The goal of our proposed study is to elucidate the toxicological effects of exposure to estrogenic xenobiotics on the cardiac system, and to define the underlying pharmacological mechanisms of actions of these agents. We will also investigate the molecular basis for the sex-specific susceptibility to estrogenic xenobiotics-induced cardio-toxic effect. Estrogenic endocrine-disrupting chemicals (EDCs) are structurally diverse compounds that mimic, or antagonize the actions of endogenous estrogens. A particularly significant example of EDCs to human health is the nearly ubiquitous estrogenic xenobiotic bisphenol A (BPA). Estrogenic EDCs have the ability to impact the actions of endogenous estrogen, i.e. 17?-estradiol (E2), and it is increasingly recognized that BPA and other EDCs can have harmful effects on the reproductive, nervous and immune systems. A notable gap in our current knowledge on health risks of EDC exposure is its impact on cardiac physiology and health. Importantly, a recent epidemiologic study has shown that in the US adult population, higher urine BPA concentrations are associated with adverse health effects, including cardiovascular disease (Lang et al, 2008). This new evidence highlights the critical need to understand the effects of exposure to environmentally relevant concentrations of estrogenic EDCs on the heart, which are currently unknown. This fundamental lack of knowledge regarding the effects of estrogenic xenobiotics in the heart hinders effective protection against environmental cardiac risk factors, and the development of preventive-therapeutic strategies. We present compelling preliminary results showing that exposure to environmentally or physiologically relevant low-dose of BPA and E2 rapidly promotes arrhythmogenic activity in female ventricular myocytes and female hearts, but not in male. We have shown that the underlying mechanism of the rapid pro-arrhythmic effects of estrogenic agents likely involve increased spontaneous Ca leak from the sarcoplasmic reticulum, and that the mechanism of the sex-specific susceptibility to EDCs involves the opposing effects of membrane estrogen receptors (ER)s. These findings lead to our central hypothesis that E2 and estrogenic EDCs, via activation of membrane associated ER mechanisms, alter cardiac Ca2+ handling in a sex-specific manner, and that the actions of at least some estrogenic agents contribute to arrhythmogenesis in female hearts. We propose three Specific Aims to address this hypothesis:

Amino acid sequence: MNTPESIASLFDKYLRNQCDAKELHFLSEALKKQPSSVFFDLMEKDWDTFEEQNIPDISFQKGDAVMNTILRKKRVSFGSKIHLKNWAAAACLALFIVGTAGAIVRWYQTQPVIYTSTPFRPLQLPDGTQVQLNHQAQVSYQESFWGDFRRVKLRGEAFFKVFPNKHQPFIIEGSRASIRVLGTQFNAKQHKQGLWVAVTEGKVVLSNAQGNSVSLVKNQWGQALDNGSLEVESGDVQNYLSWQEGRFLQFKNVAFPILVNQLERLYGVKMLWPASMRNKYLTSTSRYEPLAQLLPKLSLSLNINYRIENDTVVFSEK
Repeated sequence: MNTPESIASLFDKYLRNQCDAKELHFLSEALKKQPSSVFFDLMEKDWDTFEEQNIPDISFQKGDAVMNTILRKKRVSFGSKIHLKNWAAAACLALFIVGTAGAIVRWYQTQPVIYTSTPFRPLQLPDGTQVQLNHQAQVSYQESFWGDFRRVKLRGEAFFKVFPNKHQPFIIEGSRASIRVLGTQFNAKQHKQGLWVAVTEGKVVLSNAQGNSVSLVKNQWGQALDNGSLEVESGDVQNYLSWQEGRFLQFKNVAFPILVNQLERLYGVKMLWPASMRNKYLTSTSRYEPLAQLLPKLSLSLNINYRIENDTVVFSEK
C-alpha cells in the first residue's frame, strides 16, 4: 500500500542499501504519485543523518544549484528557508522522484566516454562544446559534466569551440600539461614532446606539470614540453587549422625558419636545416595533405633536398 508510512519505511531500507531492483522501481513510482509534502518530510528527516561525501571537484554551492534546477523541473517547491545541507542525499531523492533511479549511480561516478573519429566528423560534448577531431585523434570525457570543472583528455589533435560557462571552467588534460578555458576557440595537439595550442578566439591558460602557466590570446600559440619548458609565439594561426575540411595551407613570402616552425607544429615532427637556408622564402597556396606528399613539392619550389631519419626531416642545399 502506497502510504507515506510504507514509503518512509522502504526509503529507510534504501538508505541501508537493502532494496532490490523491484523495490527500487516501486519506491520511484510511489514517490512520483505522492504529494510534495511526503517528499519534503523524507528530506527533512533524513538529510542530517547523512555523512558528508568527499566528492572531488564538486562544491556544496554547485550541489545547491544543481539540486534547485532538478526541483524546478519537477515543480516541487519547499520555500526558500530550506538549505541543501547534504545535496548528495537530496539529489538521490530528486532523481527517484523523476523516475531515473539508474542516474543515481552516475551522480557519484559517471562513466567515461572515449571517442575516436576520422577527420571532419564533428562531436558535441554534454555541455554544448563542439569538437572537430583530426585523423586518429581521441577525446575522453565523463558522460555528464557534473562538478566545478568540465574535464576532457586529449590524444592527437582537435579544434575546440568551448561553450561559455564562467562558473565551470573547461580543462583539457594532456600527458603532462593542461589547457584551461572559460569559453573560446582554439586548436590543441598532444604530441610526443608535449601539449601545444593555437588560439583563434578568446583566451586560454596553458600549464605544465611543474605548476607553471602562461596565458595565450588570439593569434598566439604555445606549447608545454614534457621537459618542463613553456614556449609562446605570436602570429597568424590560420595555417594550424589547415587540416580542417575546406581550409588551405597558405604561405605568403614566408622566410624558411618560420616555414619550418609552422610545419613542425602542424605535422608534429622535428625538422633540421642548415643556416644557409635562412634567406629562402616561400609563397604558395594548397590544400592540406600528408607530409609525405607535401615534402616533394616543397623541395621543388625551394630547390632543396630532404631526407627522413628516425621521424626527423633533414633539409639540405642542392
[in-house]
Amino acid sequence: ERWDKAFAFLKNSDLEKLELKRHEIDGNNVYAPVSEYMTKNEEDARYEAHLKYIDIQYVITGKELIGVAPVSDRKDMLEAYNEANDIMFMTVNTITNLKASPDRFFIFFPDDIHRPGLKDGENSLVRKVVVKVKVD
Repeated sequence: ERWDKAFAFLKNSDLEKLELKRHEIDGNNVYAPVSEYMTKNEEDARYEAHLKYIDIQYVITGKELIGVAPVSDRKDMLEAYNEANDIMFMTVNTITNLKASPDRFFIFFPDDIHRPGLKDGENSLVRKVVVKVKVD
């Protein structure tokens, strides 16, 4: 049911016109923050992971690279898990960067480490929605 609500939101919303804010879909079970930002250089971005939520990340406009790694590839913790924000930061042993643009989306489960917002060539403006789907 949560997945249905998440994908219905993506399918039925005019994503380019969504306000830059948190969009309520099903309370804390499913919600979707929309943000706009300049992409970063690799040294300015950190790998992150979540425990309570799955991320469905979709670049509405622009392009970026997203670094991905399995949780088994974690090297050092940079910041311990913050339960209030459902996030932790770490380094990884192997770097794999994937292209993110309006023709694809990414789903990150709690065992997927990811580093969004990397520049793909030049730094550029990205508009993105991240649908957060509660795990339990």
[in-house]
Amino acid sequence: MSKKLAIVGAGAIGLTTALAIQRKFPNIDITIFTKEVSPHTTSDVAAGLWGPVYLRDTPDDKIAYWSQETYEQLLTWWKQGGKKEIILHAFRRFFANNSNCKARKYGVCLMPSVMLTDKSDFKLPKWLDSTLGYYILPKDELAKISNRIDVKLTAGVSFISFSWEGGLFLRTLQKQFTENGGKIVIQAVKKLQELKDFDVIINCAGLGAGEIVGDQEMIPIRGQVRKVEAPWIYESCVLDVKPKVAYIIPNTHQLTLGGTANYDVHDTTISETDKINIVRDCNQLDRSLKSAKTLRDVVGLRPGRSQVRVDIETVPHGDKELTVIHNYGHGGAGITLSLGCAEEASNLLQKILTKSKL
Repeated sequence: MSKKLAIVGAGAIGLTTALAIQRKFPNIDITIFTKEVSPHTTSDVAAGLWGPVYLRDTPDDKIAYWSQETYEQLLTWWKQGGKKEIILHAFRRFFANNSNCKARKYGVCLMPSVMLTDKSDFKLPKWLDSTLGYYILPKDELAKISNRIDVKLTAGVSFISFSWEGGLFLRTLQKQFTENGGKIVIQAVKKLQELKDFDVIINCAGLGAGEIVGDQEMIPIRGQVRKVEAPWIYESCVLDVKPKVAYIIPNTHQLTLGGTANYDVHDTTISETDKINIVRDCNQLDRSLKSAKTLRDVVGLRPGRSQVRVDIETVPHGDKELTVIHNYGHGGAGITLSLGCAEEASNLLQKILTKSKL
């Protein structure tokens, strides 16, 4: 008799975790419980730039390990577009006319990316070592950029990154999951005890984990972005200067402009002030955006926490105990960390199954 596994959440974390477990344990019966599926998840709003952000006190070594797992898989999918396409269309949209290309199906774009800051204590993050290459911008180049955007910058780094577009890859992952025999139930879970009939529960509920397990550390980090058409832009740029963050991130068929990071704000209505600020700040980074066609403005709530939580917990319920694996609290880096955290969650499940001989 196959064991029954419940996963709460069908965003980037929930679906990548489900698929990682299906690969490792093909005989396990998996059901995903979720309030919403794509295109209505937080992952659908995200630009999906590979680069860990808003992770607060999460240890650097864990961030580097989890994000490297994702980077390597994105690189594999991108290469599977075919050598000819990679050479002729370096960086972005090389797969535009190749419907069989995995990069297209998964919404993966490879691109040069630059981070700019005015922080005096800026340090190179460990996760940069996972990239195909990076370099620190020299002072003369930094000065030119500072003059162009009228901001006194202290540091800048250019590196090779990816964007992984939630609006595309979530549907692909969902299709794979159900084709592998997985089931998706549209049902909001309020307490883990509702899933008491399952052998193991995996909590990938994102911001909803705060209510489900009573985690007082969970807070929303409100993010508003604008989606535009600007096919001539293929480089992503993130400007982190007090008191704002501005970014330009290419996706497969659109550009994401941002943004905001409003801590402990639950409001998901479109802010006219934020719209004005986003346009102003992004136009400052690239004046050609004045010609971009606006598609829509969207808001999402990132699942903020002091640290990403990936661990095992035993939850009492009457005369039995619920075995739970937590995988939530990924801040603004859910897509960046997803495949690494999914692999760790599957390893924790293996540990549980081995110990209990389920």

Aim 1 is to determine the cellular mechanism(s) underlying the pro- arrythmogenic effects of EDCs and E2 in rat ventricular myocytes;
Aim 2 is to define the molecular basis for the sex-specificity of susceptibility to rapid E2/EDC effects on contractile function and arrhythmogenesis of ventricular myocytes;
and Aim 3 is to determine the effects of E2/EDCs on cardiac arrhythmias at the whole organ level, especially during pathologic stress, including catecholamine stimulation and ischemia, and explore potential preventive/therapeutic strategies for protection against such arrhythmias.
Our proposed study investigates the toxicological effects and underlying mechanism of exposure to estrogenic xenobiotics and other environmental estrogenic compounds on the cardiac system, particularly in women. These studies have high clinical relevance, particularly with respect to arrhythmias in women in the at risk population. The results will provide critical knowledge for the development of protective measures against environmental estrogenic cardiac risk factors, and the development of novel preventive or therapeutic strategies for cardiac diseases related to these risk factors.
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